In 1857 milk was incriminated as a transmitter of typhoid fever by W. Taylor
In 1888 gaertner first isolated Salmonella enteritidis from meat that had caused 57 cases of food poisoning.
In 1894 T. Denys was the first to associate Staphylococci in food poisoning.
In 1896 Van Ermengen first discovered Clostridium botulinum.
In 1906 Bacillus cereus food poisoning was recognized.
In 1937 paralytic shellfish poisoning was recognized.
In 1939 gastroenteritis caused by Yersiniaenterocolitica was first recognized by Schleifstein and Coleman
In 1951 Vibrioparahaemolyticus was shown to be an agent of food poisoning.
In 1960 the production of aflatoxin by Aspergillusflavus was first reported.
In 1986 Bovine spongiform encephalopathy was first diagnosed in cattle in U.K.
In 1810 preservation of food by canning was developed by Appert in France.
Fish and Fruits were first canned in 1840.
In 1842 H- Benjamin in U.K. introduced freezing foods by immersion in an ice and salt brine.
In 1878 the first successful cargo of frozen meat went from Australia to England.
In 1890 pasteurization of milk began in USA.
In 1907, Metchnikoff isolated one of yogurt bacteria (Lactobacillus bulgaricus).\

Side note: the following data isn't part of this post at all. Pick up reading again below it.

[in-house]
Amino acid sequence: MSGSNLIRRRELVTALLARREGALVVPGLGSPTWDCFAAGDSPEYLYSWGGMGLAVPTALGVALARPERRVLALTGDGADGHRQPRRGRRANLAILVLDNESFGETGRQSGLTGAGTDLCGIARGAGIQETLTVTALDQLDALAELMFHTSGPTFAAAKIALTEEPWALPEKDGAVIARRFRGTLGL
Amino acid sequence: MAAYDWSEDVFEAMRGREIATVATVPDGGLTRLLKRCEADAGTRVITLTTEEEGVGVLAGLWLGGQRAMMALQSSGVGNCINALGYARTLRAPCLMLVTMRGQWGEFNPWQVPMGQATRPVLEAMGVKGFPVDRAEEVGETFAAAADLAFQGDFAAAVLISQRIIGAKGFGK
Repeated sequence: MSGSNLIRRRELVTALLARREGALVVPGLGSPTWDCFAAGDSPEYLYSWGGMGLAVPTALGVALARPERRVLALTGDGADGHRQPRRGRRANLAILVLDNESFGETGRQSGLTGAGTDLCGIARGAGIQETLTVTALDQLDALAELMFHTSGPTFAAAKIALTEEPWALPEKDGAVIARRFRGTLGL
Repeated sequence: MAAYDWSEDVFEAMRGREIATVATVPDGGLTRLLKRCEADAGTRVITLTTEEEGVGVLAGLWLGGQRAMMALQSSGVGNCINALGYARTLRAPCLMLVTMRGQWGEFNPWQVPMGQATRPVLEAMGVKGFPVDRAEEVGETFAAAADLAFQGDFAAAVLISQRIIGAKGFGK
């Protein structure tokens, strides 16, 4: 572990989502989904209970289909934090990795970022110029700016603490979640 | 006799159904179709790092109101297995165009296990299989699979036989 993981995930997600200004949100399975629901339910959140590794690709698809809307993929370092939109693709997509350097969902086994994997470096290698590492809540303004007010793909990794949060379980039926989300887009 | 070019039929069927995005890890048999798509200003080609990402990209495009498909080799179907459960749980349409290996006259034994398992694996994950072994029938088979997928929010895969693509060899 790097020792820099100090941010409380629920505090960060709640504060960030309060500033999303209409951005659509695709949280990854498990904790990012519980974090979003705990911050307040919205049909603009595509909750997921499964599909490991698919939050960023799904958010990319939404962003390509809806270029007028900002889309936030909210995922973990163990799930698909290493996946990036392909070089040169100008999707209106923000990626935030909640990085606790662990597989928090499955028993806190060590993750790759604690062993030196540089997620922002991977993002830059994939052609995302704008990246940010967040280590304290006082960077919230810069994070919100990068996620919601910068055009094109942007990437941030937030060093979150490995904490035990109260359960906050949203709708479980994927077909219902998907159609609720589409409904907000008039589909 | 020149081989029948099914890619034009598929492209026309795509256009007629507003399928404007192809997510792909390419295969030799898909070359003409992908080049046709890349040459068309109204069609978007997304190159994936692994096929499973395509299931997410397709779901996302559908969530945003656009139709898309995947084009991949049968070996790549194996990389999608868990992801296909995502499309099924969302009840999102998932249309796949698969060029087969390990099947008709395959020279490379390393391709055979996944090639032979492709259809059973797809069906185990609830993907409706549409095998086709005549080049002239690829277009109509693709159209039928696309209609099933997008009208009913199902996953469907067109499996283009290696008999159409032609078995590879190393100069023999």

In 1943, Procter in USA employed ionizing radiation to preserve hamburger meat.
Hepatitis A and Hepatitis E Viruses
Human Caliciviruses(Noroviruses and Sapporo Viruses)
These bacteria have a rapid growth rate, ability to grow under a wide range of temperature, aerobiosis, pH, water activity, and utilization of food nutrients
They better survive adverse conditions such as survival of spores at high temperatures.
1- Lactic Acid Bacteria
These bacteria produce large quantities of lactic acid from carbohydrates, species from genera Lactococcus, Leuconostoc, Pediococcus, Lactobacillus, and Streptococcus thermophilus.
2- Acetic Acid Bacteria
They are bacteria that produce acetic acid , such as Acetobacteraceti
3- Propionic Acid Bacteria